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Code analysis prevents hidden security risks

| Stephen Morrow | Quality Security

Ensuring security in software means starting at the source code: Developers must build security in from the start. Organisations too often focus on repairing damage post-breach and fixing bugs after launch. Greater attention to security in the earlier stages of software development is needed. It would greatly reduce the percentage of successful attacks, and minimize damage when malicious hackers do succeed.

SQS and ICT Institute security benchmarking

Security testing after the software is ready is sometimes done in form of PEN-testing. This only reveals some potential issues and usually in a late stage. A much better way to increase application security is to build security in the code and testing (or verifying) security levels during the development of a system. ICT Institute and SQS (Software Quality Systems AG) have developed a method for analyzing systems with software source code and benchmarking these to form a calibrated scale for security levels. ICT Institute and SQS have scanned or tested 50+ systems, and did a full code review for 13 systems scanned in detail.

The results of this research project are frankly shocking and disturbing. In the 13 systems analysed in detail alone, there were 100.000 code level issues. 80.000 of these issues were directly related to security. The median number of findings per system are 1000 findings. For a hacker, making use of many of these findings does not require a lot of work and often it does not even require access to the software itself. With SQL injection, for example, a hack is simply placed by entering certain codes in a field on a web site through a normal Internet browser.

From the research, one can quickly conclude that the number of security issues in common current software is much higher than we expected. With over 1000 issues per system, there is significant testing and rework to be done before software can be considered to have an acceptable security level. What is an acceptable level of security, will obviously differ per system and per requirements of particular use. Our findings clearly indicate there is a huge amount of work to be done to make software itself more secure.

Security findings per category

As part of the analysis effort, all issues are placed into categories. We do this not just to understand the root causes of issues, but also to estimate the time needed to fix the system. There are several well known categorisations such as the OWASP top 10. On the other hand there are source scanning tools such as Fortify that have dozens of categories. For this benchmark, 50 categories are used, since this provides the best trade-off between management insight and technical depth. Using these categories, one can determine quickly what type of vulnerabilities are most common. The top 10 most common categories (out of the total of 50 categories) are shown below.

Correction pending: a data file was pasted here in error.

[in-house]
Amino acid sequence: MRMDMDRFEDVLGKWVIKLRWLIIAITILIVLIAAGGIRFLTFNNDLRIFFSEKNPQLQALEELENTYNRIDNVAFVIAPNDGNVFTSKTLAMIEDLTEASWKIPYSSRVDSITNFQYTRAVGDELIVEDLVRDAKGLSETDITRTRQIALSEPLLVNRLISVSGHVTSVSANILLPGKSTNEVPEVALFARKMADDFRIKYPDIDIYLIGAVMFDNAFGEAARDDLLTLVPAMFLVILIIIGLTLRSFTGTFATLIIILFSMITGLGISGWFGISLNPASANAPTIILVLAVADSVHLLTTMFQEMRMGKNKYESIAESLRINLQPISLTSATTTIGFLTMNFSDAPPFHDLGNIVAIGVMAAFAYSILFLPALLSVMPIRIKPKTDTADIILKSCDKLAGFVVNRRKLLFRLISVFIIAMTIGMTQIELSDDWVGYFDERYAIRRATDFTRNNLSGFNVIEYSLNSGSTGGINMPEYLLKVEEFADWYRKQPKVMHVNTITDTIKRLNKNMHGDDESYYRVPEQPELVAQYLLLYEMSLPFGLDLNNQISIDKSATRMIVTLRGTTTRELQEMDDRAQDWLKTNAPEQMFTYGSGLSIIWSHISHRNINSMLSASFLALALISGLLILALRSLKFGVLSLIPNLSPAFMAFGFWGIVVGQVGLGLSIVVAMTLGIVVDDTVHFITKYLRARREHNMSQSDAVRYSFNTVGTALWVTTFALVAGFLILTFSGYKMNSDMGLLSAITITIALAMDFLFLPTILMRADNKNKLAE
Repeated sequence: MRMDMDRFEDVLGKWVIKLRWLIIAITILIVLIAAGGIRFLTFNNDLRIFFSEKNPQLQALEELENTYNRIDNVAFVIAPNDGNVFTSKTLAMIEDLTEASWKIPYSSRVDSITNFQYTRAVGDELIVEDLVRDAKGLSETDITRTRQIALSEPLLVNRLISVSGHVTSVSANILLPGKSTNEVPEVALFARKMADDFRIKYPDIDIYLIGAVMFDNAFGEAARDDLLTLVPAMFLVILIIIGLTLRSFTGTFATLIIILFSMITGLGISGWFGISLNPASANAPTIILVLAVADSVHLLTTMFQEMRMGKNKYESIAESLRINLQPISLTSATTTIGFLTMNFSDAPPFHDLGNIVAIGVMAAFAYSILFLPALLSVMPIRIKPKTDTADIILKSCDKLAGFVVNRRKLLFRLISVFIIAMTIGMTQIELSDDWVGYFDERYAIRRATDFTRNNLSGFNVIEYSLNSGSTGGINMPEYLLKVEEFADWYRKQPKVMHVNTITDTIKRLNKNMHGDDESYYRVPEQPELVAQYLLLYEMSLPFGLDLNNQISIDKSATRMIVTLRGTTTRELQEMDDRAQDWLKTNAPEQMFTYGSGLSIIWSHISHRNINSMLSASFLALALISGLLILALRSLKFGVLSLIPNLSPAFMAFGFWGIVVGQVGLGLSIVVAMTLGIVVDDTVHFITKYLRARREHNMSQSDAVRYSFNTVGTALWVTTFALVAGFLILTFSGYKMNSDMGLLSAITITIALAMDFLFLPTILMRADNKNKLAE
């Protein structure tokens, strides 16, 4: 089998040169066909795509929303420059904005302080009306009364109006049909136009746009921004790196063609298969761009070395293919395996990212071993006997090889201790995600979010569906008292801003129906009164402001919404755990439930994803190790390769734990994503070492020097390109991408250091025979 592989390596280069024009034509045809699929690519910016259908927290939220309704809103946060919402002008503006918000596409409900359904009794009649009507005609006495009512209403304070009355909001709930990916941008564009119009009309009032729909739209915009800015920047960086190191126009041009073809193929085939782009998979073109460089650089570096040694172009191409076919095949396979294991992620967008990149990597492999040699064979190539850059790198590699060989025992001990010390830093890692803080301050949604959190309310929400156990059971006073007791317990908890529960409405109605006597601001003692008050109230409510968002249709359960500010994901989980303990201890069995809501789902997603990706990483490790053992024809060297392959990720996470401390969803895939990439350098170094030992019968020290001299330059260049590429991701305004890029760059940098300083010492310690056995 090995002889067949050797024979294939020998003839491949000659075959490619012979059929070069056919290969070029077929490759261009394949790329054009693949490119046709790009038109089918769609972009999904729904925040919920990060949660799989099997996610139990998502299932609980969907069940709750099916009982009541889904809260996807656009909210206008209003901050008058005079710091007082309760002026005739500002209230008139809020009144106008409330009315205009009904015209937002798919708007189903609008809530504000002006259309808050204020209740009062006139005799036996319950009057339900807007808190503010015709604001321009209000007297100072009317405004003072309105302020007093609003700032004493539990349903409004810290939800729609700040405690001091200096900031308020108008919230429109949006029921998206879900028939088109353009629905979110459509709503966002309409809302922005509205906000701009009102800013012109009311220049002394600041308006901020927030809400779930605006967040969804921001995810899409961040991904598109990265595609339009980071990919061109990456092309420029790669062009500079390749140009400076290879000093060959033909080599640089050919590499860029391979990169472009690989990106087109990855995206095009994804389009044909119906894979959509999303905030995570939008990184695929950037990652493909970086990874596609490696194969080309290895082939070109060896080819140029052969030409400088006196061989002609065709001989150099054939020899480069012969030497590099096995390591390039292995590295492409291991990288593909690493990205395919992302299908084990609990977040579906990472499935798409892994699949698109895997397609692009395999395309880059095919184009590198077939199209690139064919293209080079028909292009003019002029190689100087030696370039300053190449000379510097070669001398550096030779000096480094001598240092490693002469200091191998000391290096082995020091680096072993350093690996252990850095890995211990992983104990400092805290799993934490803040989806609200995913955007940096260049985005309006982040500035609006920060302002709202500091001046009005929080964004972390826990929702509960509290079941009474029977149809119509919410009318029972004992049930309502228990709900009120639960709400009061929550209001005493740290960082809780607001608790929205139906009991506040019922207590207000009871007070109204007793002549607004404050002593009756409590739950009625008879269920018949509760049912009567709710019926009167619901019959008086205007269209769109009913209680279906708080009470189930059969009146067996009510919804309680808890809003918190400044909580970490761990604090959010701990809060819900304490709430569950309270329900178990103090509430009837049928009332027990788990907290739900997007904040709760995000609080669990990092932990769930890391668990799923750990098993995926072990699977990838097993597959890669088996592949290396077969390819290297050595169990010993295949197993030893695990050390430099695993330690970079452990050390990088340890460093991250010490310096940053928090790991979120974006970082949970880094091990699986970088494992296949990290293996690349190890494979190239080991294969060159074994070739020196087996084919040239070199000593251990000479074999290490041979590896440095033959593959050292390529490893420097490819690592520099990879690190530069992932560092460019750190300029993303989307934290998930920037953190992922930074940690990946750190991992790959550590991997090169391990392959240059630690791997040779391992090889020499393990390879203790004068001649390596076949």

The most common issue found is the ‘information leak’. This type of error leads to hackers learning information about the internal workings of applications. This is not a data breach by itself, but is often used by hackers to determine what systems to attack.

Recommendations

  • Define a required security level before the start of the software development. The OWASP Top 10’s and the OWASP Application Verification Standard (ASVS) are a good place to star. More details are needed to make a good set of acceptance criteria or Definition of Done.
  • Use design methods with security standards during the development of the software (such as SDLC). Integrating security in the software development process is more or less a required goal under ISO 27001. Using tools such as Visual Studio or other code quality tools is helpful if it is part of a well-designed process.
  • Ask an independent party to do regular testing for security during the build phase (e.g. using the ICT Institute / SQS benchmarking service) and use the findings in your development to make immediate improvements.
Stephen Morrow
Author: Stephen Morrow
Stephen is a specialist in secure application design, development and testing. He is responsible for leading SQS security testing practice and defining SQS security testing methodologies. SQS is a partner of ICT Institute.